Cold parents : Research has found that early-life stress accelerated cellular aging and increased disease risk later in life


New research out of Loma Linda University Health suggests that unsupportive parenting styles may have several negative health implications for children, even into their adult years.

The study found that the telomeres – protective caps on the ends of the strands of DNA – of subjects who considered their mothers’ parenting style as “cold” were on average 25% smaller compared to those who reported having a mother whose parenting style they considered “warm.”

Research has found that early-life stress is associated with shorter telomeres, a measurable biomarker of accelerated cellular aging and increased disease risk later in life.

“Telomeres have been called a genetic clock, but we now know that as early life stress increases, telomeres shorten and the risk of a host of diseases increases, as well as premature death,” said Raymond Knutsen, MD, MPH, lead author of the study and associate professor at Loma Linda University School of Public Health.

“We know that each time a cell divides, the telomeres shorten, which shortens its lifespan.”

Interestingly, mutations in genes maintaining telomeres cause a group of rare diseases resembling premature aging.

“However, we know that some cells in the body produce an enzyme called telomerase, which can rebuild these telomeres,” Knutsen said.

Released earlier this month, the study, “Cold parenting is associated with cellular aging in offspring:

A retrospective study,” uses data from 200 subjects who participated in two prospective cohort studies of Seventh-day Adventist men and women: the Adventist Health Study-1 (AHS-1) with 34,000 Californians in 1976 and AHS-2 with 96,000 subjects from the United States and Canada in 2002-2007.

The research takes a closer look at the impact parenting style has on telomere succession.

“The way someone is raised seems to tell a story that is intertwined with their genetics,” Knutsen said.

The study also examined the impact education and body mass index (BMI) may have on the association between cold parenting and telomere length.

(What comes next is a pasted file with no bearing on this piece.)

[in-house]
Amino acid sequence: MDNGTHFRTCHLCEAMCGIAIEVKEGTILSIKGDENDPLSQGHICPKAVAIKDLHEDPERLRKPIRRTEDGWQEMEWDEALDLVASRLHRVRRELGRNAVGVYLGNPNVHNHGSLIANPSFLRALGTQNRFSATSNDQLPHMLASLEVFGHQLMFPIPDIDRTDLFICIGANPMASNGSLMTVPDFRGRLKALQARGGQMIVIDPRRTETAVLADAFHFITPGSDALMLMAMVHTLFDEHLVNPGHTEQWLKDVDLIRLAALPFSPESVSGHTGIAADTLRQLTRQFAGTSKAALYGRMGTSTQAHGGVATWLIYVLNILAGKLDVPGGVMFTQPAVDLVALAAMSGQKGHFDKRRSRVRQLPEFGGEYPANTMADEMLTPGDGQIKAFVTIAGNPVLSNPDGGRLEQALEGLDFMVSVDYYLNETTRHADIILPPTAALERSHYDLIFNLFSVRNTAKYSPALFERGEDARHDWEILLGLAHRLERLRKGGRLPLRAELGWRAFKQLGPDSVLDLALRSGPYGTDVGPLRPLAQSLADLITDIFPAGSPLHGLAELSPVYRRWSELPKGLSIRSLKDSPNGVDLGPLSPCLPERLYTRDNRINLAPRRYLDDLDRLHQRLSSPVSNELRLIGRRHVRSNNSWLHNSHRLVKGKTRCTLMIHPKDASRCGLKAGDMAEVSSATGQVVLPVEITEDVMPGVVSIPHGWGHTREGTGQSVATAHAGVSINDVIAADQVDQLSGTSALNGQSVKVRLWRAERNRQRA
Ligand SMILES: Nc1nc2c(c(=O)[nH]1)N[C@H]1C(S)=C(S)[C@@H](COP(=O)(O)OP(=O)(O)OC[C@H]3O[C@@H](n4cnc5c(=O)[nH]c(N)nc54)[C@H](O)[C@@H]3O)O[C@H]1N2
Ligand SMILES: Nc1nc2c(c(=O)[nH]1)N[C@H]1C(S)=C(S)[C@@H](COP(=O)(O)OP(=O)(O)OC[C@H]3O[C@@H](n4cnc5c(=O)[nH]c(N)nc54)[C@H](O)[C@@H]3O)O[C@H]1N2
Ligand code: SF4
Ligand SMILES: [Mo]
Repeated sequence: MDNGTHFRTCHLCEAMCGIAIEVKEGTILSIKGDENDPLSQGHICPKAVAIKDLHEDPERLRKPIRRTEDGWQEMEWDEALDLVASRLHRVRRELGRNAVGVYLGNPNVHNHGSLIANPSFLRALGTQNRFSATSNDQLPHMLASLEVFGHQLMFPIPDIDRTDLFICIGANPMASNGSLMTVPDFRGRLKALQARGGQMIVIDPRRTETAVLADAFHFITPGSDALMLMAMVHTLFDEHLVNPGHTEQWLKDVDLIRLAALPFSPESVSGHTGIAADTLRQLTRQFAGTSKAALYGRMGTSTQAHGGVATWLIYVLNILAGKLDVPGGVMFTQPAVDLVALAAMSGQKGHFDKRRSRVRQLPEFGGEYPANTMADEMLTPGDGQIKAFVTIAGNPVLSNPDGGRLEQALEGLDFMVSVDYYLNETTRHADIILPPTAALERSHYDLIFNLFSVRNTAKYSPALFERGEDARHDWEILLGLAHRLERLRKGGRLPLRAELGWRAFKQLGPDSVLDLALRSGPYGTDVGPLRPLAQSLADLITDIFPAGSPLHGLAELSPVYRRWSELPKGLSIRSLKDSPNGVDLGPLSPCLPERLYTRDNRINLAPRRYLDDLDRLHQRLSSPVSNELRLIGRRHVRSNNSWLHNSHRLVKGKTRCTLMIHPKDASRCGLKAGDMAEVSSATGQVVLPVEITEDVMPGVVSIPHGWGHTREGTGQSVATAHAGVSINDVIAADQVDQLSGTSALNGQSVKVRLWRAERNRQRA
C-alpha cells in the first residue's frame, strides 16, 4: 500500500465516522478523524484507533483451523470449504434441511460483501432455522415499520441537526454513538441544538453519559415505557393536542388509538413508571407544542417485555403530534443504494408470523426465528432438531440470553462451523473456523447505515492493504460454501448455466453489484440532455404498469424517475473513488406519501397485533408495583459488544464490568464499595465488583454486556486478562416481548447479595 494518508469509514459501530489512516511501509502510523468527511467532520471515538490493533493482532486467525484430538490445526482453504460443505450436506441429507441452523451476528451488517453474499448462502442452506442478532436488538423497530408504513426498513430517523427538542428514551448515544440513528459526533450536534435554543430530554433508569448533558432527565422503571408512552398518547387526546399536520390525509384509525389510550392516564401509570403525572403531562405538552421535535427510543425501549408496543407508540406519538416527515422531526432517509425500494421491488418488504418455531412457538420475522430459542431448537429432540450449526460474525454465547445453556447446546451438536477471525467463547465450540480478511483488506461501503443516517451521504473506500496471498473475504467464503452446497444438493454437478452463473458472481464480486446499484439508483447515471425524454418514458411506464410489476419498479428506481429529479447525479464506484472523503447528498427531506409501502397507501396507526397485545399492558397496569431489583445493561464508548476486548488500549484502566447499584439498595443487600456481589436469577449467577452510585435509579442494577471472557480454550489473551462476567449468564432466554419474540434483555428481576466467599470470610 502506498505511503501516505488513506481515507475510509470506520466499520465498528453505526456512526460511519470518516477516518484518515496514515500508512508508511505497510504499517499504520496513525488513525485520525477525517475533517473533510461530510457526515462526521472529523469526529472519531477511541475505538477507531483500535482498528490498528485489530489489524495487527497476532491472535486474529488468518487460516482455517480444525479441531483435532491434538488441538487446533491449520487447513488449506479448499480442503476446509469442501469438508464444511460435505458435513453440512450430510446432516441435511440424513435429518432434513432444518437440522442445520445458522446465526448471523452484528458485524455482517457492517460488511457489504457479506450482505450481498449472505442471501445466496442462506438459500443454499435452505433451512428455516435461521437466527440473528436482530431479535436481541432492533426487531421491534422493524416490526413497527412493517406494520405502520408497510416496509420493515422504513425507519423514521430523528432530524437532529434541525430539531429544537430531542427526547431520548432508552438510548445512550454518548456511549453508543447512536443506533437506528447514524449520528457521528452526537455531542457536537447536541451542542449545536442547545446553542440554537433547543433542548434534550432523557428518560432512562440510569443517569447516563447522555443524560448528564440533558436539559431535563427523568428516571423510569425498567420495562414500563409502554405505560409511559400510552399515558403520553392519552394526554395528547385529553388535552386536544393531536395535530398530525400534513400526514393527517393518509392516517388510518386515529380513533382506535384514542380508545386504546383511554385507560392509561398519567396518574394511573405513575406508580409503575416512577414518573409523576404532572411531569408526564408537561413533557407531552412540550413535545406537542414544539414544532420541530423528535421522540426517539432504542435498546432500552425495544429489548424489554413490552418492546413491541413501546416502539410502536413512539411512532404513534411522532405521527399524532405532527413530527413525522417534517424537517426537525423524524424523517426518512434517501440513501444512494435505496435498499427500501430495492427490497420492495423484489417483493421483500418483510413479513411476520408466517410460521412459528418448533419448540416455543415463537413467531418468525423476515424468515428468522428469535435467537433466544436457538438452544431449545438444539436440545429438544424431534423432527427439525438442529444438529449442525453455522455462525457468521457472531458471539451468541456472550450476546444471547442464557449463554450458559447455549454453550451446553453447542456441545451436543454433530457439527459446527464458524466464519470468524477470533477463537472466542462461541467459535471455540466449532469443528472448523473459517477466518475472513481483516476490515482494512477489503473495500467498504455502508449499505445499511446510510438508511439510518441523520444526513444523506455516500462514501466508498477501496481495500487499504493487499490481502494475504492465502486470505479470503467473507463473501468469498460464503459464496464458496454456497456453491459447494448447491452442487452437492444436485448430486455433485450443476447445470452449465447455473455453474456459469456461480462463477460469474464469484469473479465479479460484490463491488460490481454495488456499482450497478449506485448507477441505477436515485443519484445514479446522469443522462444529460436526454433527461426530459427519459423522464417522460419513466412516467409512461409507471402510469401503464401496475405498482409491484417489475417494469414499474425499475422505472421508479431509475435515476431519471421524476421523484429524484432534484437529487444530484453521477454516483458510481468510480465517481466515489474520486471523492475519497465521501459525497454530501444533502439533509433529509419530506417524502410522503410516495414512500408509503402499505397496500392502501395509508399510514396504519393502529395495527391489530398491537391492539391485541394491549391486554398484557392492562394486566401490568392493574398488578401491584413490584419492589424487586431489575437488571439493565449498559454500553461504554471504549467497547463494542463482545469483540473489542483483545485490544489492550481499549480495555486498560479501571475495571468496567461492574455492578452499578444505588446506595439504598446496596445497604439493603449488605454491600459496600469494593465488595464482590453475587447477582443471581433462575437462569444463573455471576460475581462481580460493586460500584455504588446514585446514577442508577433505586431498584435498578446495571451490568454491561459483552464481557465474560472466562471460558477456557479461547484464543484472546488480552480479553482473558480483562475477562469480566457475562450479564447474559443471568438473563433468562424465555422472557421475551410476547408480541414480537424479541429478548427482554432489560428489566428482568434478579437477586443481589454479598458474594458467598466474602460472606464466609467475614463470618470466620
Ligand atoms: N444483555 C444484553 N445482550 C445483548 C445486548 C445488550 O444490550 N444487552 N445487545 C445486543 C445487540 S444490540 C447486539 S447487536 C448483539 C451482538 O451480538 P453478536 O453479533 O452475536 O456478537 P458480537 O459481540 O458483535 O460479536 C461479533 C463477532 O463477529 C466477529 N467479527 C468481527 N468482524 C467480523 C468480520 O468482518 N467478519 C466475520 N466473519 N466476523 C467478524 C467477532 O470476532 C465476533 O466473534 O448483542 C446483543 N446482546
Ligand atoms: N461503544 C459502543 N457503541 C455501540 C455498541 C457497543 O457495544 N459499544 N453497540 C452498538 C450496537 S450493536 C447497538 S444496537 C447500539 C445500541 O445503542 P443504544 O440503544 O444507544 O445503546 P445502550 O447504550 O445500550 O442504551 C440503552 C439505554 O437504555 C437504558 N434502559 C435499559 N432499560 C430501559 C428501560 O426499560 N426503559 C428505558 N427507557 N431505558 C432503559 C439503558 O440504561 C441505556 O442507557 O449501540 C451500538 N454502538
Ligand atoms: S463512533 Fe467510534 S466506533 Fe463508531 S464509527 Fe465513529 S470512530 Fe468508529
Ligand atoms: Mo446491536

“The association with parenting style was greatest among those with less education, and those who stayed overweight/obese or put on weight during follow-up, suggesting both higher education and normal BMI may provide some resilience against cold parenting and cellular aging,” the study stated.

Early-life stress during childhood persistently impairs cognitive and emotional functions until adulthood in humans.

However, it has not yet been clarified how the type, intensity and duration of stress affect different brain regions with different persistence [1].

To clarify the mechanisms underlying the effects of early-life stress on brain function, I and colleagues use maternal deprivation (MD) mice and reported that homeostasis of glutamate release is disrupted, and the change induces instability of spines, hyperactivity of neurons, and hypersensitivity [2,3].

Early-onset dementia could be one of the social demerits if we are thinking about family life. People in their 30 – 40s are the main earners.

They also mainly play a critical role in rearing their kids.

If a parent suffers from dementia and is unable to work, this poses difficulties not only for the parent but also the whole family including the next generation (it could also be a new risk factor for early-life stress).

We recently reported the retardation of cognitive function in middle-aged MD mice (approximately 1.4 years old) ([4].

See also the Figure 1). We also found that the decrease in correct response rate in middle-aged MD mice was not induced by “difficulty in continuing the task (because of poor motor function, depressive behavior, and/or attention/activity disorders)”.